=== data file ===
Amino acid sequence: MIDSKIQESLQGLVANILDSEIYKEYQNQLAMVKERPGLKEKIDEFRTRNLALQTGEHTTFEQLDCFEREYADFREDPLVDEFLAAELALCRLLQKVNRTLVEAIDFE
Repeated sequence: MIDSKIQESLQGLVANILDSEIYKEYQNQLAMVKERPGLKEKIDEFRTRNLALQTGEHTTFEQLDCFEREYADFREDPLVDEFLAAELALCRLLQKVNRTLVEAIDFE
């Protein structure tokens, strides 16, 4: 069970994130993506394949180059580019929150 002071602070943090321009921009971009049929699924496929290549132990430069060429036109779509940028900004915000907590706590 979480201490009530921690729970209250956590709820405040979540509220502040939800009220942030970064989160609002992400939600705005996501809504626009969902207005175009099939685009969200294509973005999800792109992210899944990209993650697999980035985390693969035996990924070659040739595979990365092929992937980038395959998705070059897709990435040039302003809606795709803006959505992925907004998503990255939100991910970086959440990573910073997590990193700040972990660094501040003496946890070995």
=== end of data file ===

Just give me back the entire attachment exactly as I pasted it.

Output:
Amino acid sequence: MIDSKIQESLQGLVANILDSEIYKEYQNQLAMVKERPGLKEKIDEFRTRNLALQTGEHTTFEQLDCFEREYADFREDPLVDEFLAAELALCRLLQKVNRTLVEAIDFE
Repeated sequence: MIDSKIQESLQGLVANILDSEIYKEYQNQLAMVKERPGLKEKIDEFRTRNLALQTGEHTTFEQLDCFEREYADFREDPLVDEFLAAELALCRLLQKVNRTLVEAIDFE
């Protein structure tokens, strides 16, 4: 069970994130993506394949180059580019929150 002071602070943090321009921009971009049929699924496929290549132990430069060429036109779509940028900004915000907590706590 979480201490009530921690729970209250956590709820405040979540509220502040939800009220942030970064989160609002992400939600705005996501809504626009969902207005175009099939685009969200294509973005999800792109992210899944990209993650697999980035985390693969035996990924070659040739595979990365092929992937980038395959998705070059897709990435040039302003809606795709803006959505992925907004998503990255939100991910970086959440990573910073997590990193700040972990660094501040003496946890070995």